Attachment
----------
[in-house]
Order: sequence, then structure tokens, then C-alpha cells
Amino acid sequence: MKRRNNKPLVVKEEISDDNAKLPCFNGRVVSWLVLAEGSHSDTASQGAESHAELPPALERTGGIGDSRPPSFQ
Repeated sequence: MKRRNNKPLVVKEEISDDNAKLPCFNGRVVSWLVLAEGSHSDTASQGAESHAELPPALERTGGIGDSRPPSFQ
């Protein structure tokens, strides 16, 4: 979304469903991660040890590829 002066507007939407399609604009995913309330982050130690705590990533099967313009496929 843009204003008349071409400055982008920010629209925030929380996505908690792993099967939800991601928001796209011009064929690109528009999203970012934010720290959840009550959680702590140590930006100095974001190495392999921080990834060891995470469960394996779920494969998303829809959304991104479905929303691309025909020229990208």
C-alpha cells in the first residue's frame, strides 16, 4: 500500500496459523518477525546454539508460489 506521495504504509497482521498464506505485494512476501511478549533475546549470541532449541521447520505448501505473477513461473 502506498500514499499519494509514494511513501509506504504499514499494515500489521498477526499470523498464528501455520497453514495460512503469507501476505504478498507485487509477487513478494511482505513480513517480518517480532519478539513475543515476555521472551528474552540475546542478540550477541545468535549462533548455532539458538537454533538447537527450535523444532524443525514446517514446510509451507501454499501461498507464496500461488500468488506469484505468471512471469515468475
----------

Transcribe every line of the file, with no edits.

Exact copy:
[in-house]
Order: sequence, then structure tokens, then C-alpha cells
Amino acid sequence: MKRRNNKPLVVKEEISDDNAKLPCFNGRVVSWLVLAEGSHSDTASQGAESHAELPPALERTGGIGDSRPPSFQ
Repeated sequence: MKRRNNKPLVVKEEISDDNAKLPCFNGRVVSWLVLAEGSHSDTASQGAESHAELPPALERTGGIGDSRPPSFQ
């Protein structure tokens, strides 16, 4: 979304469903991660040890590829 002066507007939407399609604009995913309330982050130690705590990533099967313009496929 843009204003008349071409400055982008920010629209925030929380996505908690792993099967939800991601928001796209011009064929690109528009999203970012934010720290959840009550959680702590140590930006100095974001190495392999921080990834060891995470469960394996779920494969998303829809959304991104479905929303691309025909020229990208």
C-alpha cells in the first residue's frame, strides 16, 4: 500500500496459523518477525546454539508460489 506521495504504509497482521498464506505485494512476501511478549533475546549470541532449541521447520505448501505473477513461473 502506498500514499499519494509514494511513501509506504504499514499494515500489521498477526499470523498464528501455520497453514495460512503469507501476505504478498507485487509477487513478494511482505513480513517480518517480532519478539513475543515476555521472551528474552540475546542478540550477541545468535549462533548455532539458538537454533538447537527450535523444532524443525514446517514446510509451507501454499501461498507464496500461488500468488506469484505468471512471469515468475